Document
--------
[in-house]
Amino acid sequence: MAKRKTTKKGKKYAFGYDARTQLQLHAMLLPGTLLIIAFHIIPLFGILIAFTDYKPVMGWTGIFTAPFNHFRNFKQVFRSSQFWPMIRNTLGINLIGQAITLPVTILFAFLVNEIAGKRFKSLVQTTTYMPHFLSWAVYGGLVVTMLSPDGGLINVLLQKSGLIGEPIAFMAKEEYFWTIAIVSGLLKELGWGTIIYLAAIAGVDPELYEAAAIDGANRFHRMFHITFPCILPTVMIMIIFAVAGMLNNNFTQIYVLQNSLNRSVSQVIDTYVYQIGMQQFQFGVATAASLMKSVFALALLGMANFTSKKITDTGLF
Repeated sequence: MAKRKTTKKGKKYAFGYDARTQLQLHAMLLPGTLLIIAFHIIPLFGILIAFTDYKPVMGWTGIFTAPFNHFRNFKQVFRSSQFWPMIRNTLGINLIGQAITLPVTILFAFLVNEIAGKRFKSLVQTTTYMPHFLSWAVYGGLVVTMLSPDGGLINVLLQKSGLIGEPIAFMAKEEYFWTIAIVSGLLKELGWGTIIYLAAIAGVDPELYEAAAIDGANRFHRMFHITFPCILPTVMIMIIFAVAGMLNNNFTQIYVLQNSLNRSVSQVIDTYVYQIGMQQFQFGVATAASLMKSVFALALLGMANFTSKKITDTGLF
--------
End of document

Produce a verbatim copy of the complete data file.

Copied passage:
[in-house]
Amino acid sequence: MAKRKTTKKGKKYAFGYDARTQLQLHAMLLPGTLLIIAFHIIPLFGILIAFTDYKPVMGWTGIFTAPFNHFRNFKQVFRSSQFWPMIRNTLGINLIGQAITLPVTILFAFLVNEIAGKRFKSLVQTTTYMPHFLSWAVYGGLVVTMLSPDGGLINVLLQKSGLIGEPIAFMAKEEYFWTIAIVSGLLKELGWGTIIYLAAIAGVDPELYEAAAIDGANRFHRMFHITFPCILPTVMIMIIFAVAGMLNNNFTQIYVLQNSLNRSVSQVIDTYVYQIGMQQFQFGVATAASLMKSVFALALLGMANFTSKKITDTGLF
Repeated sequence: MAKRKTTKKGKKYAFGYDARTQLQLHAMLLPGTLLIIAFHIIPLFGILIAFTDYKPVMGWTGIFTAPFNHFRNFKQVFRSSQFWPMIRNTLGINLIGQAITLPVTILFAFLVNEIAGKRFKSLVQTTTYMPHFLSWAVYGGLVVTMLSPDGGLINVLLQKSGLIGEPIAFMAKEEYFWTIAIVSGLLKELGWGTIIYLAAIAGVDPELYEAAAIDGANRFHRMFHITFPCILPTVMIMIIFAVAGMLNNNFTQIYVLQNSLNRSVSQVIDTYVYQIGMQQFQFGVATAASLMKSVFALALLGMANFTSKKITDTGLF